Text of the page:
Fiscal Cliff: Decoupling Conservatives from Their Core Principles
There are many ways to surrender—and some congressional Republicans seem bent on exploring them all.
In the debate over the fiscal cliff, the President’s position is simple: The Republicans must capitulate on income tax rate hikes, and all other serious issues are not up for discussion.
Never mind that Obama already raises taxes on upper-income taxpayers through the 3.8 percent Medicare surtax imposed under Obamacare. Never mind that the tax hikes will weaken an economy stumbling so badly that the Federal Reserve announced it would double its efforts to keep the economy from recession. Never mind that Obama’s approach likely puts the kibosh on any hopes for individual or corporate income tax reform. Never mind that the revenues from the tax hikes are a small drop in a very big bucket compared to projected budget deficits.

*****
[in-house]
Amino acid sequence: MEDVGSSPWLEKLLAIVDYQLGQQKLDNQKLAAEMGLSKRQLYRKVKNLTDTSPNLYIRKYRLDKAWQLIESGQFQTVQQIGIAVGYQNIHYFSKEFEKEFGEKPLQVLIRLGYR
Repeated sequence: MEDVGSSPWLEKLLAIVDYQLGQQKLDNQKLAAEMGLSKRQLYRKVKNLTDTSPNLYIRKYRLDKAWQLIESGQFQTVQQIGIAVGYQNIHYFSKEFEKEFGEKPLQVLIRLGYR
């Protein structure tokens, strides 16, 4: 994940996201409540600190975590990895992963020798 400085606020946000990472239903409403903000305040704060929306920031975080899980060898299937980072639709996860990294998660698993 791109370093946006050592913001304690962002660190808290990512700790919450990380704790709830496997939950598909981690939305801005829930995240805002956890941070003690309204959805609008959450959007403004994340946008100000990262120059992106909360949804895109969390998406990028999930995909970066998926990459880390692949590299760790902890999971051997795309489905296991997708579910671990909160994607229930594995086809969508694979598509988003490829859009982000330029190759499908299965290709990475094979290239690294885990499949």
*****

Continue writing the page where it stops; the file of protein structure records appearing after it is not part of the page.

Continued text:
In his view, President Obama ran for re-election on, and now has a mandate for, raising income tax rates. In fact, his mandate is solely to continue to press his case. Ours is not a parliamentary system, and Obama is not the prime minister. And so he faces the pesky reality that House Republicans ran opposing higher tax rates and that they, too, were returned to Washington in the majority to press their case. Their mandate is no greater, but certainly no less, than Obama’s.